good about the state, i do. >> live pictures of governor rom at an airport campaign event in columbus, ohio. let's go back to senator rubio. senator, florida's in lousy economic shape, really hasn't had a lot of recovery, a lot of foreclosures, housing problems. is this the basis of the discontent against obama? >> well, it's certainly the foundation of it. one of the things that's helped in florida is we have a republican conservative leadership in the governor's mansion and the legislature that balances the budget every year, doesn't increase taxes, and that's created stable economic platform at the state level. they need a partner at the federal level, in the white house, and people know that. i think obama care in particular has been devastating and is going to be devastating in florida. small businesses that are cutting back people from full-time to part-time to avoid some of the most onerous provisionth in the law. seniors that understand that the law takes money out of medicare. the seniors that are worried about the future of medicare and the fact that barack obama doesn't hav
cloe. as you can see, we're looking at voters in the battleground state of ohio. this is columbus. no republican president has won the white house who has not won ohio. we're going to take you back to ohio a number of times as voters are hitting the polls across the country today. we have something we don't often see on election day, a big stock market rally. the dow industrials up 133 points today. what's the stock market telling us? good to have you on the program, gentlemen. thank you so much for joining us. let's talk about this rally. are you surprised, paul, that we have a triple-digit move? to what would you attribute such gains? >> good afternoon, maria. am i surprised? no, i'm not surprised. i don't think in the short term, meaning this week, the market says anything about the election. when you look back, as we are over the last 100 years, you have to look back from the week prior to the election and the two months prior to the election. so interestingly, though the polls two months ago showed that obama was really going to run away with it and it's been that way for the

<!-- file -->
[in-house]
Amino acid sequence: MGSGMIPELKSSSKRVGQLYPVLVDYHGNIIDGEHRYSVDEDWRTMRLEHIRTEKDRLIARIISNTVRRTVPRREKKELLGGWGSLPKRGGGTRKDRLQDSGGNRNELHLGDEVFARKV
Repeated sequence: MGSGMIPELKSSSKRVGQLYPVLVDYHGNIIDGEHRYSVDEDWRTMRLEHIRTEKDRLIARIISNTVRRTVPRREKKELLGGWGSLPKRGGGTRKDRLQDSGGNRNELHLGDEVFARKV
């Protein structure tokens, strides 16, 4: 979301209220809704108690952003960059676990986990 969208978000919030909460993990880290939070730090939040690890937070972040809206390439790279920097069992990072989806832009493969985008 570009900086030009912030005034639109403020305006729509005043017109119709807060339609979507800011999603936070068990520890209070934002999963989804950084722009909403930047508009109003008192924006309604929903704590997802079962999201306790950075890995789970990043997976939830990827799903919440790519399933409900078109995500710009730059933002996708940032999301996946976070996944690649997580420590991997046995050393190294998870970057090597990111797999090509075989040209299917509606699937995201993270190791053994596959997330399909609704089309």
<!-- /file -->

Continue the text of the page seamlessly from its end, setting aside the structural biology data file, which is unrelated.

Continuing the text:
. he's already been in wisconsin. he'll be in columbus, ohio, he'll be in des moines iowa, then head back to chicago where he hopes to have a victory party on tuesday night and get some sleep in his own bed. >> apirparently also play some basketball with some chums as part of a ritual on election days past. >>> to bertha coombs for a "market flash." >> watching a company that makes water filtration systems. pall corp. they now say its outlook for the fiscal first quarter and the full year are looking closer to the lower end. part of it is a headwind of 3.5% which amounts to 7 cents to 10 cents a share. >> yikes. 6% decline on that stock. >>> let's recap some of the other big headlines in today's sessi session. toyota revving up its earnings. proftz tripled and the automaker is raising its outlook as well. but southern companies earnings miss on the top and bottom line. ceo of utility companies says is he concerned about an economic slowdown because of uncertainty over the fiscal cliff. you're up to date on that. >>> meantime, 3 million new ipad sales and a 2% tax rate. apple is sitti